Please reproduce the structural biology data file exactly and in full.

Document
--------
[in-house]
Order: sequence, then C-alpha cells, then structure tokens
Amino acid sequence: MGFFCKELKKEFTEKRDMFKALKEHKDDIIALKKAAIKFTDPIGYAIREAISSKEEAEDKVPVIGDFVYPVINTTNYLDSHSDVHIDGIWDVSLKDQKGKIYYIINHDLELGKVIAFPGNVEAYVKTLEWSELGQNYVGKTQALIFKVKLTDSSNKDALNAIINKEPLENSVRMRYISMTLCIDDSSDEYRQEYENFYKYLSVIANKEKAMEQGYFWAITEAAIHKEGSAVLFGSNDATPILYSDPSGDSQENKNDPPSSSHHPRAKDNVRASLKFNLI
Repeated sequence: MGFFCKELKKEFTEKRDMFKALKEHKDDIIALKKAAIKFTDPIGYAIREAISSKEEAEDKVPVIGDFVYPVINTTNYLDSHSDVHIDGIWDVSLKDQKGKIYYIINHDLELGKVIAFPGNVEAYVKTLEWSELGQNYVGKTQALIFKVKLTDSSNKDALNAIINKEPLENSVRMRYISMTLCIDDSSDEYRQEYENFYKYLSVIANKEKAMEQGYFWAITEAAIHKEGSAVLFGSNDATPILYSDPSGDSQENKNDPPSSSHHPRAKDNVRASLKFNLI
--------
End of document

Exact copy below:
[in-house]
Order: sequence, then C-alpha cells, then structure tokens
Amino acid sequence: MGFFCKELKKEFTEKRDMFKALKEHKDDIIALKKAAIKFTDPIGYAIREAISSKEEAEDKVPVIGDFVYPVINTTNYLDSHSDVHIDGIWDVSLKDQKGKIYYIINHDLELGKVIAFPGNVEAYVKTLEWSELGQNYVGKTQALIFKVKLTDSSNKDALNAIINKEPLENSVRMRYISMTLCIDDSSDEYRQEYENFYKYLSVIANKEKAMEQGYFWAITEAAIHKEGSAVLFGSNDATPILYSDPSGDSQENKNDPPSSSHHPRAKDNVRASLKFNLI
Repeated sequence: MGFFCKELKKEFTEKRDMFKALKEHKDDIIALKKAAIKFTDPIGYAIREAISSKEEAEDKVPVIGDFVYPVINTTNYLDSHSDVHIDGIWDVSLKDQKGKIYYIINHDLELGKVIAFPGNVEAYVKTLEWSELGQNYVGKTQALIFKVKLTDSSNKDALNAIINKEPLENSVRMRYISMTLCIDDSSDEYRQEYENFYKYLSVIANKEKAMEQGYFWAITEAAIHKEGSAVLFGSNDATPILYSDPSGDSQENKNDPPSSSHHPRAKDNVRASLKFNLI